How We’re Making a Difference
“Three years ago, Honduras had the highest homicide rate in the world. The city of San Pedro Sula had the highest homicide rate in the country. And the Rivera Hernández neighborhood, where 194 people were killed in 2013, had the highest homicide rate in the city. Tens of thousands of young Hondurans traveled to the United States to plead for asylum from the drug gangs’ violence.
This summer I returned to Rivera Hernández to find a remarkable reduction in violence, much of it thanks to programs funded by the United States that have helped community leaders tackle crime. By treating violence as if it were a communicable disease and changing the environment in which it propagates, the United States has not only helped to make these places safer, but has also reduced the strain on our own country.” — Sonia Nazario, “How the Most Dangerous Place on Earth Got Safer,” The New York Times
In Rivera Hernández, one of those leaders tackling crime is Danny Pacheco — a pastor and part-time carpenter. Pastor Danny is determined to reduce violence. He’s running several programs to pick up kids from gang territory, and he really loves bringing people from rival neighborhoods together through soccer. The trouble is he’s constantly having to beg to get enough soccer balls to play — as there are 42 teams and standard soccer balls typically break within a matter of hours, days or weeks.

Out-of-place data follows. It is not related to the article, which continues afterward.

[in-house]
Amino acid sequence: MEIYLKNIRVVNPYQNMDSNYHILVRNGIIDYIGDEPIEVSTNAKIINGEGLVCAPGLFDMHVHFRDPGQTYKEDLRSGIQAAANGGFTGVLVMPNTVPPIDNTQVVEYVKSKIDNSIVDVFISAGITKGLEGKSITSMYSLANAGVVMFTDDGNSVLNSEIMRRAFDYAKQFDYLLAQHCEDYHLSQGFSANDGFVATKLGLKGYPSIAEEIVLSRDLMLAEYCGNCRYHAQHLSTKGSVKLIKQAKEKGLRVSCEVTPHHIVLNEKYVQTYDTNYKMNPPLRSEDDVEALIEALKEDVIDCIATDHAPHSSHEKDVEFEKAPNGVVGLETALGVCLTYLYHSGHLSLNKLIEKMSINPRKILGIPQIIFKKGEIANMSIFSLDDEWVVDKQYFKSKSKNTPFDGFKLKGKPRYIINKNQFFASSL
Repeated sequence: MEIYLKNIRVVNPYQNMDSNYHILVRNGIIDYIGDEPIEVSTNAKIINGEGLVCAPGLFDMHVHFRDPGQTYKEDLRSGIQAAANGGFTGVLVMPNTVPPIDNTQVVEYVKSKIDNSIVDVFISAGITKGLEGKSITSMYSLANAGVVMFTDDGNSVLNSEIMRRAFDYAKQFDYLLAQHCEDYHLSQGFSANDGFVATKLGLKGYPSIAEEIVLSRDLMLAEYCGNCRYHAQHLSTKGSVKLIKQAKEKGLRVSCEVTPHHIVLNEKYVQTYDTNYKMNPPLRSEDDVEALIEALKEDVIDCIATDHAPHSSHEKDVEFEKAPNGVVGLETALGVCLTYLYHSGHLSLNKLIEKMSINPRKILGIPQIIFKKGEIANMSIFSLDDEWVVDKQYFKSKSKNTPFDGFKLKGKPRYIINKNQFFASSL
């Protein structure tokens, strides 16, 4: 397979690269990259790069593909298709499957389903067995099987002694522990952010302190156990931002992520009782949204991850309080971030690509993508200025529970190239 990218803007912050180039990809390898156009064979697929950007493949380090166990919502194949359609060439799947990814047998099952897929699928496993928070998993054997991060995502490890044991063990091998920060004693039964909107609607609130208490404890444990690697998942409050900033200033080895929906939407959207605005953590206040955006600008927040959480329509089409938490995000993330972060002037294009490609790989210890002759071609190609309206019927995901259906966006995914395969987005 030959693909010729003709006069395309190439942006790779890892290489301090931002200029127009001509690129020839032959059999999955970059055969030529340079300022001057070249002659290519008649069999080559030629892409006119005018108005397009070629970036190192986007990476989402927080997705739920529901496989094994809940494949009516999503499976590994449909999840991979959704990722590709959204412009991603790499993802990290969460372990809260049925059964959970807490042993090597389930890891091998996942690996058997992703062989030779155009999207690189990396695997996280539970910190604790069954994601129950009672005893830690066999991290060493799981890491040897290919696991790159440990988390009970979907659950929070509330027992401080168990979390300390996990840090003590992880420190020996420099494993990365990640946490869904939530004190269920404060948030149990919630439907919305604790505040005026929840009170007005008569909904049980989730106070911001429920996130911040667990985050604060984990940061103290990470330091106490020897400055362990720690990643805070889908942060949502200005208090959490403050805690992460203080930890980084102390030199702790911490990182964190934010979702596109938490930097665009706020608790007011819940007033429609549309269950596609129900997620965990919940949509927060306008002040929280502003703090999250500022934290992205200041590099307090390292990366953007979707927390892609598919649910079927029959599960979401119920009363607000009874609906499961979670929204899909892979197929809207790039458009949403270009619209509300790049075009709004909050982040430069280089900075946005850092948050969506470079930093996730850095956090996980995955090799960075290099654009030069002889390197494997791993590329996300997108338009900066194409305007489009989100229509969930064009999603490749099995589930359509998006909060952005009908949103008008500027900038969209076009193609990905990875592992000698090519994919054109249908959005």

But we can change that.
The San Jose Earthquakes—the Major League Soccer team located in the San Francisco Bay Area—teamed up with One World Play Project and Sonia Nazario to assist in the efforts to support the San Pedro Sula community in Honduras.
We raised ultra-durable One World Futbols, soccer balls that never need a pump and never go flat, to give to the 42 soccer teams in Rivera Hernández in San Pedro Sula, Honduras. One World Futbols will last much longer than standard soccer balls and will allow the teams to play as long as they want — aiding in conflict resolution, peace building and community building.
With the help of Earthquakes Honduran defender Victor Bernardez, who played for the Honduras National Team in two FIFA World Cups (2010 and 2014), the Earthquakes promoted the campaign to fans beginning on May 26. The event coincided with the Quakes week of community service efforts, named the Quakes MOVEment Week.
Through this campaign, we raised 51 One World Futbols.
Check out the stories below for more info about the Soccer Balls for San Pedro Sula campaign: